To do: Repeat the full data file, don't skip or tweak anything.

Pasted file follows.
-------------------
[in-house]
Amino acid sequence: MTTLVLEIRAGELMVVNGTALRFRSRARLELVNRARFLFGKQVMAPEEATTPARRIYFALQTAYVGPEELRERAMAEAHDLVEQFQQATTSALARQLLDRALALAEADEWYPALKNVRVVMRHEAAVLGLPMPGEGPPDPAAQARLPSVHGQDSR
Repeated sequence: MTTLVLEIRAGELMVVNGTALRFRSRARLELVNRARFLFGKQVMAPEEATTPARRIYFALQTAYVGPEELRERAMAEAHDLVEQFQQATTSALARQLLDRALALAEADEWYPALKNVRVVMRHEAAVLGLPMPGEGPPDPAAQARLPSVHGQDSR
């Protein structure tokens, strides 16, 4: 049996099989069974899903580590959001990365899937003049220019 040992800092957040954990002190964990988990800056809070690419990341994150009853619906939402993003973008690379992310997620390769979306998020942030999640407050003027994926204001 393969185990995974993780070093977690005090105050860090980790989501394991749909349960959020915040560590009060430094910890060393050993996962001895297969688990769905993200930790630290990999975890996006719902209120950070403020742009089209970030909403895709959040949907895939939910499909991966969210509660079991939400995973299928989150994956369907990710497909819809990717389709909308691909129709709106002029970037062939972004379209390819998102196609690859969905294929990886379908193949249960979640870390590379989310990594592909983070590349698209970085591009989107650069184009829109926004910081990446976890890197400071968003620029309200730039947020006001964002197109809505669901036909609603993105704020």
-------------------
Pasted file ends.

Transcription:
[in-house]
Amino acid sequence: MTTLVLEIRAGELMVVNGTALRFRSRARLELVNRARFLFGKQVMAPEEATTPARRIYFALQTAYVGPEELRERAMAEAHDLVEQFQQATTSALARQLLDRALALAEADEWYPALKNVRVVMRHEAAVLGLPMPGEGPPDPAAQARLPSVHGQDSR
Repeated sequence: MTTLVLEIRAGELMVVNGTALRFRSRARLELVNRARFLFGKQVMAPEEATTPARRIYFALQTAYVGPEELRERAMAEAHDLVEQFQQATTSALARQLLDRALALAEADEWYPALKNVRVVMRHEAAVLGLPMPGEGPPDPAAQARLPSVHGQDSR
């Protein structure tokens, strides 16, 4: 049996099989069974899903580590959001990365899937003049220019 040992800092957040954990002190964990988990800056809070690419990341994150009853619906939402993003973008690379992310997620390769979306998020942030999640407050003027994926204001 393969185990995974993780070093977690005090105050860090980790989501394991749909349960959020915040560590009060430094910890060393050993996962001895297969688990769905993200930790630290990999975890996006719902209120950070403020742009089209970030909403895709959040949907895939939910499909991966969210509660079991939400995973299928989150994956369907990710497909819809990717389709909308691909129709709106002029970037062939972004379209390819998102196609690859969905294929990886379908193949249960979640870390590379989310990594592909983070590349698209970085591009989107650069184009829109926004910081990446976890890197400071968003620029309200730039947020006001964002197109809505669901036909609603993105704020």